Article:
Die Kommode mit funf Schubladen

… As the non English-speaking George I would have called this five drawer chest – the third of five chests of drawers that I’m making for the up-coming book.

This chest dates from around 1720 and employs Virginia walnut veneer on a pine carcase with walnut mouldings. The chest’s top and drawer fronts are additionally crossbanded with almond and strung with box wood.

book_Geo_I_chest_itw_01aThe George I walnut chest in-the-white…

book_Geo_I_chest_finished_01a… and finished.

This is the first bracket-footed chest and also the first with bail handles. The two earlier chests can be seen here and here.

Jack Plane

About Jack Plane

Formerly from the UK, Jack is a retired antiques dealer and self-taught woodworker, now living in Australia.
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13 Responses to Die Kommode mit funf Schubladen

  1. Joe M. says:

    Beautiful…..What dimensions? What is the finish/color/ Can’t wait for the book! Give us some details to “wet our whistle”. Was almond a common cross veneer? Too many questions so little time! Thanks Jack


  2. ROBERT LINDH says:

    Any idea on a publishing date?


    • Jack Plane says:

      Sorry Robert, I have no idea when the book will be published. I am a long way off finishing the text let alone the chests and I am debating adding a sixth chest to address all the construction techniques I want to incorporate in the book.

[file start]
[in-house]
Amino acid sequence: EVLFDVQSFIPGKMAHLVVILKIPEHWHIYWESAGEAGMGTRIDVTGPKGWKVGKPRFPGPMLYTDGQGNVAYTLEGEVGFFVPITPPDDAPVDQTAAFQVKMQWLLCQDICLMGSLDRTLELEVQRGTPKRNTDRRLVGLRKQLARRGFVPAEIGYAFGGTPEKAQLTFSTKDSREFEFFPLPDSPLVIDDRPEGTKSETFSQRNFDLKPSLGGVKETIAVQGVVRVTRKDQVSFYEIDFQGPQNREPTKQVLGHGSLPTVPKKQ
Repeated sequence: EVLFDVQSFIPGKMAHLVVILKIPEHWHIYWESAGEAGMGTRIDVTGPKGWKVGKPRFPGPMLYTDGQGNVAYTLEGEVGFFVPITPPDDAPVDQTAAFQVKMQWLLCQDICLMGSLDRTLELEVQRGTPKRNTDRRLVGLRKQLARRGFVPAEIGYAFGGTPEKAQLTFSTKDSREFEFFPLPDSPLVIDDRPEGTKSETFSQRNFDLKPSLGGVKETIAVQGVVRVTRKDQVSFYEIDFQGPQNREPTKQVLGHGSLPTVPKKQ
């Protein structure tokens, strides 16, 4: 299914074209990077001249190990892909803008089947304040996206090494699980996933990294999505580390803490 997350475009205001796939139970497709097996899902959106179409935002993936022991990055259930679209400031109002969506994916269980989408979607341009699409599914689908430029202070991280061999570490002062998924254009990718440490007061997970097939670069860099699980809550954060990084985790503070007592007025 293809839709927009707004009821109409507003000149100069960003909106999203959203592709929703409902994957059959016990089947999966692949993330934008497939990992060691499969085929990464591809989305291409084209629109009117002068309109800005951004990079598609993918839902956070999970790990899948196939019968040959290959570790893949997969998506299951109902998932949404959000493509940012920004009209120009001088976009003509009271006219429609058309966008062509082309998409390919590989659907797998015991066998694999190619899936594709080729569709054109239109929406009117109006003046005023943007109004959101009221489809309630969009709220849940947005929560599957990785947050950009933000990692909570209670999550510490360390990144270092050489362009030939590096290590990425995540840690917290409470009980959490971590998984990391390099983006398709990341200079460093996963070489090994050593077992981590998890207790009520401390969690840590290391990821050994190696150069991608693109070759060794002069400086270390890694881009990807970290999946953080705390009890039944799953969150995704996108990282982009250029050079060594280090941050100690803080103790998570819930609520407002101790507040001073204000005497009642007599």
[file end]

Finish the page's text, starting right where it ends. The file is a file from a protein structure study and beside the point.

Your patience is admired and appreciated.



  3. Jim Pallas says:

    Moldings crowned, mouldings revered, banding, stringing, bunn feet, bracket feet, questions, questions, will the book reveal all? Well executed chest Jack.


  4. bernardnaishb says:

    I intend to make a copy of a Queen Ann batchelors chest. This will stretch my skills and will become my laptop stand. I am tempted to finish the wood as close as I can get to that applied in the early 18C with no attempt to reproduce the decades of fading and wax polishing. This will be a quite startling look I suspect. I just want to know what it looked like when it was made and as it aged. Your work is outstanding and I look forward to the book.


  5. John Rawlings says:

    Looking forward to the book, like everyone else here, but I would enjoy the inevitably lengthy preambles to build a sense of the social history behind the examples, as you but it. I vote for the pedantic version not the reproduction light version. I really like your oak, walnut, and mahogany historical approach. Those cutting their teeth on furniture reproduction, as you put it, can skip the text and “read” the pretty pictures.


  6. Mark Cass says:

    Your woodworking activities continue to delight all who read of them, and the photos of your work make me (and I suspect many others) feel unworthy. I would encourage you to include the sixth chest in your book for completeness; wish you the best of luck with the whole thing (probably not needed), and look forward to reviewing it one day.


  7. Pingback: Unreasonable Fourth | Pegs and 'Tails

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